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Chief justice speaks to impeccability of the Caribbean Court of Justice

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Contact:  Shannon Lebourne


Thursday 26 May 2011  Chief Justice of the Eastern Caribbean Supreme Court  Honourable Hugh  Anthony Rawlins, has vehemently defended the integrity of the judicial system in the region against the perception that the system is heavily influenced and accountable to the political directorate across individual jurisdictions.


In response to a question from a permanent secretary on whether or not judges to the Eastern Caribbean Supreme Court or the proposed Caribbean Court of Justice (CCJ) are appointed or recommended by governments of the Eastern Caribbean, Justice Rawlins responded in the negative, while explaining that judges are appointed after due process by the Judicial and Legal Services Review Commission.


The legal luminary says the procedure for the appointment of judges is clearly defined in the 1967 Order in Counsel.


“Judges apply to the  Judicial and Legal Services Review Commission; there is an application which they have to complete with two references. The commission short-lists the applicants and those short listed come before the eleven member commission for interviews. Immediately after the interviews are conducted the selection is made.  I simply say that to say that I can vouch without a doubt that there is simply no truth to those statements that governments have any say in the appointment of judges.”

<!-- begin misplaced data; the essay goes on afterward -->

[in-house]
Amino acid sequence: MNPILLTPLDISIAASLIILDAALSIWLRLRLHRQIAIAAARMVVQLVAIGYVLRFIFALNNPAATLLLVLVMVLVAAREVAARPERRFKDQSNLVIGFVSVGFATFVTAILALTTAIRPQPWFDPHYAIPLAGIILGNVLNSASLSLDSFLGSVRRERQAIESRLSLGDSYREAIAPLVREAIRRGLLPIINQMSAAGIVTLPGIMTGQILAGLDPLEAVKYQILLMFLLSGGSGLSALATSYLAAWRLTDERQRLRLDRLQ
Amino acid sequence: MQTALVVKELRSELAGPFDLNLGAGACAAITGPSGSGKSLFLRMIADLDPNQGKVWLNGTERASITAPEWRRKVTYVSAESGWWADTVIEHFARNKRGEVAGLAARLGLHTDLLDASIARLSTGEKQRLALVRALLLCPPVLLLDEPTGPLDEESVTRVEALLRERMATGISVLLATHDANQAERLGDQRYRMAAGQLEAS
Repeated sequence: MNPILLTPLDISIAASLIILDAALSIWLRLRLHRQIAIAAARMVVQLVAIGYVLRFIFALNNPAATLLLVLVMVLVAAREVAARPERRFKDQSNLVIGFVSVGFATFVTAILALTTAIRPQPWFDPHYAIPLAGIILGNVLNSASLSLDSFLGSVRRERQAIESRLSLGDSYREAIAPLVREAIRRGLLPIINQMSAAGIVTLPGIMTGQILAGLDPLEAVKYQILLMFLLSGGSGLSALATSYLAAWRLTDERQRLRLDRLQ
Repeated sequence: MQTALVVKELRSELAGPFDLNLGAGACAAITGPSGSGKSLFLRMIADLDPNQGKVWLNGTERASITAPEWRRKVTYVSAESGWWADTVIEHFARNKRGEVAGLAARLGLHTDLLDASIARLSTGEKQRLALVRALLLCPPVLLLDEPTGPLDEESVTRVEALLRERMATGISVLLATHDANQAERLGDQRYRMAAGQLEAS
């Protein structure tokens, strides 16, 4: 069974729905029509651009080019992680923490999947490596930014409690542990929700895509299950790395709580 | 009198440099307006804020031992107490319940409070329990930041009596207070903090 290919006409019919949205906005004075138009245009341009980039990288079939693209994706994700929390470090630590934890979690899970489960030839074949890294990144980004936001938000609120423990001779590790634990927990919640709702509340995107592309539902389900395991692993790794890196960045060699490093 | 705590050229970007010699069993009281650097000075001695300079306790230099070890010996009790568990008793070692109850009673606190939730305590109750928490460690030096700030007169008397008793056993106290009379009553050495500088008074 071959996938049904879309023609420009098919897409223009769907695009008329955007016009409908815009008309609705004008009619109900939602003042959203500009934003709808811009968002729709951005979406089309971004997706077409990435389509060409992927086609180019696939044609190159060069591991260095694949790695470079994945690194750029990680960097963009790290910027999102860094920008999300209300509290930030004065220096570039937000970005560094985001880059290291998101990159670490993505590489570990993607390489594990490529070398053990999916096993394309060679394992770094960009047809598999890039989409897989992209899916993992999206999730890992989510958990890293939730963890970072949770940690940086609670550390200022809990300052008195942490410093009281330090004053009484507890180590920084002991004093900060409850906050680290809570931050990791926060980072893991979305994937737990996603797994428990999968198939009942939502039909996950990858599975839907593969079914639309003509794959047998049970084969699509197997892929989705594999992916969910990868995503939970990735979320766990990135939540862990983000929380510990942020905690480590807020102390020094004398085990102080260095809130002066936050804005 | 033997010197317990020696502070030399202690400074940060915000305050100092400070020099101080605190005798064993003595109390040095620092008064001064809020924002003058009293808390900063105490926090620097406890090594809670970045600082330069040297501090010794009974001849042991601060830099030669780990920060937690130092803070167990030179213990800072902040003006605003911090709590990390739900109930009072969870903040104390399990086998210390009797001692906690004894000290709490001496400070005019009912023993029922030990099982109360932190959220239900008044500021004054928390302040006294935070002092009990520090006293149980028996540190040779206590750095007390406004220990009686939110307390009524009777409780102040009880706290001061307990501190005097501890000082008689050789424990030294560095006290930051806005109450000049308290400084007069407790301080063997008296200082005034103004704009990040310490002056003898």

But what fuels the perception which Chief Justice Hugh Rawlins agrees, exists in a number of Caribbean states.


Justice Rawlins says in his opinion the incorrect claims are being expressed by people who are in positions to know and do better.


“Whenever you hear people make such claims whether  on radio or otherwise and they speak with such wisdom which lack knowledge, the statements are simply perceptions  which are based on nothing but something in the imagination of those who say it exists—nowhere else—and I can speak of that in confidence.”


The only position in the Eastern Caribbean Supreme Court appointed by the governments of the region is that of the Chief Justice, once consensus is reached among all nine OECS members.


The defence by Honourable Chief Justice Hugh Anthony Rawlins has been viewed by some as an indication of his professional approach to his mandate.

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